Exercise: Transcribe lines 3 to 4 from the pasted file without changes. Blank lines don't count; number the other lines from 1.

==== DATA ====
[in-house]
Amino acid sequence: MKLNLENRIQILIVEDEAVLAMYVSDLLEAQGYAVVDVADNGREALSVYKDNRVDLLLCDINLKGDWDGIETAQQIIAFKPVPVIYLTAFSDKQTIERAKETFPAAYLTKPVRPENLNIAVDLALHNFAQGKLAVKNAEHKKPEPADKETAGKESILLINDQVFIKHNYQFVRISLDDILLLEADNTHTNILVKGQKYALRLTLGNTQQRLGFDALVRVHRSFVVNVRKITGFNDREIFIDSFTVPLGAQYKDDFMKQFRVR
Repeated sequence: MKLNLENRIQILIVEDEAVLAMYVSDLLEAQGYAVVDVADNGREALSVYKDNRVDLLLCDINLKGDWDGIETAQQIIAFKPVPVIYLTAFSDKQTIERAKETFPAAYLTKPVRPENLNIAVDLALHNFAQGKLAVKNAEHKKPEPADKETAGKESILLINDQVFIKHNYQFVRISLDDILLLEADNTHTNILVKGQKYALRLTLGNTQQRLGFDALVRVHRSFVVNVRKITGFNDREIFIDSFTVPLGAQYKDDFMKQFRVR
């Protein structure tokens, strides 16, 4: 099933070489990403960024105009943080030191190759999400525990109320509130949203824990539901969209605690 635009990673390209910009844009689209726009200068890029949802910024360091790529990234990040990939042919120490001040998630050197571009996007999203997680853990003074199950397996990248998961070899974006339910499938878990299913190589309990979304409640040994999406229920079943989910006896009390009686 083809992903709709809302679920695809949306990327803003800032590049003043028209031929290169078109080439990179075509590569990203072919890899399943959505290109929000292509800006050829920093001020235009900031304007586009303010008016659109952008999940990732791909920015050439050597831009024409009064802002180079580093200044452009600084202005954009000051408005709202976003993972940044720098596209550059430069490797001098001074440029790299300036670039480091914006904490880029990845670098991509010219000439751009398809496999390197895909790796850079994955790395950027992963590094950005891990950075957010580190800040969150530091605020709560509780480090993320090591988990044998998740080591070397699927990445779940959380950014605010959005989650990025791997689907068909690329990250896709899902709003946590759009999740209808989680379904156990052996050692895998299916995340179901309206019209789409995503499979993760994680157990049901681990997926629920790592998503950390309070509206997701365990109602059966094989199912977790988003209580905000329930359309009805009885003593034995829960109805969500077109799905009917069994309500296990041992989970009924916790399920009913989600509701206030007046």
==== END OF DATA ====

Repeated sequence: MKLNLENRIQILIVEDEAVLAMYVSDLLEAQGYAVVDVADNGREALSVYKDNRVDLLLCDINLKGDWDGIETAQQIIAFKPVPVIYLTAFSDKQTIERAKETFPAAYLTKPVRPENLNIAVDLALHNFAQGKLAVKNAEHKKPEPADKETAGKESILLINDQVFIKHNYQFVRISLDDILLLEADNTHTNILVKGQKYALRLTLGNTQQRLGFDALVRVHRSFVVNVRKITGFNDREIFIDSFTVPLGAQYKDDFMKQFRVR
């Protein structure tokens, strides 16, 4: 099933070489990403960024105009943080030191190759999400525990109320509130949203824990539901969209605690 635009990673390209910009844009689209726009200068890029949802910024360091790529990234990040990939042919120490001040998630050197571009996007999203997680853990003074199950397996990248998961070899974006339910499938878990299913190589309990979304409640040994999406229920079943989910006896009390009686 083809992903709709809302679920695809949306990327803003800032590049003043028209031929290169078109080439990179075509590569990203072919890899399943959505290109929000292509800006050829920093001020235009900031304007586009303010008016659109952008999940990732791909920015050439050597831009024409009064802002180079580093200044452009600084202005954009000051408005709202976003993972940044720098596209550059430069490797001098001074440029790299300036670039480091914006904490880029990845670098991509010219000439751009398809496999390197895909790796850079994955790395950027992963590094950005891990950075957010580190800040969150530091605020709560509780480090993320090591988990044998998740080591070397699927990445779940959380950014605010959005989650990025791997689907068909690329990250896709899902709003946590759009999740209808989680379904156990052996050692895998299916995340179901309206019209789409995503499979993760994680157990049901681990997926629920790592998503950390309070509206997701365990109602059966094989199912977790988003209580905000329930359309009805009885003593034995829960109805969500077109799905009917069994309500296990041992989970009924916790399920009913989600509701206030007046």